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The role of foreign slack in domestic inflation in the Eurozone

The past decade has seen a growing role for global slack in Phillips curve approaches, as opposed to the traditional focus on domestic slack. This column explores whether augmenting Phillips curves by measures of foreign slack can help to better explain past developments in underlying inflation. A majority of specifications, both with and without foreign slack, are found to yield very similar results. Even for periods when domestic slack differed substantially from foreign slack, like between 2012 and 2016, the effects seem to be rather small.

In traditional Phillips curve approaches, global slack only indirectly affects domestic inflation. The Phillips curve is broadly understood as the relationship between inflation and economic slack, where economic slack is traditionally defined only in domestic terms. In such a framework, global slack nonetheless has considerable influence on commodity prices, which then affect domestic inflation via import prices for commodities. Furthermore, foreign output gaps matter for short-run inflation dynamics by affecting import prices for these goods. Finally, global cyclical conditions affect the domestic output gap indirectly, since stronger global demand for goods and services supports domestic income via the net exports channel.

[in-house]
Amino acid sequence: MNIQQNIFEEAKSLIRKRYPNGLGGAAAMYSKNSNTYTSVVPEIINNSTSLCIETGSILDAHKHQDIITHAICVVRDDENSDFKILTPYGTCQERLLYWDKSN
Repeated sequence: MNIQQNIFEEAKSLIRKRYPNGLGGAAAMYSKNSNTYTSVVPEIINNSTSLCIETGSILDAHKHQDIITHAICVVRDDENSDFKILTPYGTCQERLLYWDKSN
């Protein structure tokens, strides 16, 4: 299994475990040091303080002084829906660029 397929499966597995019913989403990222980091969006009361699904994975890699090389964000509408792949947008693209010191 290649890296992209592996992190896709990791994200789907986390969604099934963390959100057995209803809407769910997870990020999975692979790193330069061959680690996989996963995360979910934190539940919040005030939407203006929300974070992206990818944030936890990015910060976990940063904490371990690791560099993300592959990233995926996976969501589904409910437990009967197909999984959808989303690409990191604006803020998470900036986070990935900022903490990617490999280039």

These traditional approaches have been challenged by arguments that globalisation has made national inflation responsive to global slack – in addition to domestic slack. In this literature (e.g. Borio and Filardo 2007), one argument is that any sudden expansion in domestic demand for goods and services could translate into higher imports rather than higher domestic prices. The degree to which this dampens domestic prices then depends on the global tightness or slack. Another argument is that globalisation constrains domestic wage or price increases in industries open to global competition. This lowers the sensitivity of wages to domestic demand pressures, giving foreign slack a direct influence on domestic inflation. In this context, the role of global value chains in increasing the global contestability of factor and labour markets (Auer et al. 2017) has received a lot of attention (for a more in-depth discussion of global versus domestic drivers of inflation, see ECB 2017 or Tagliabracci et al. forthcoming).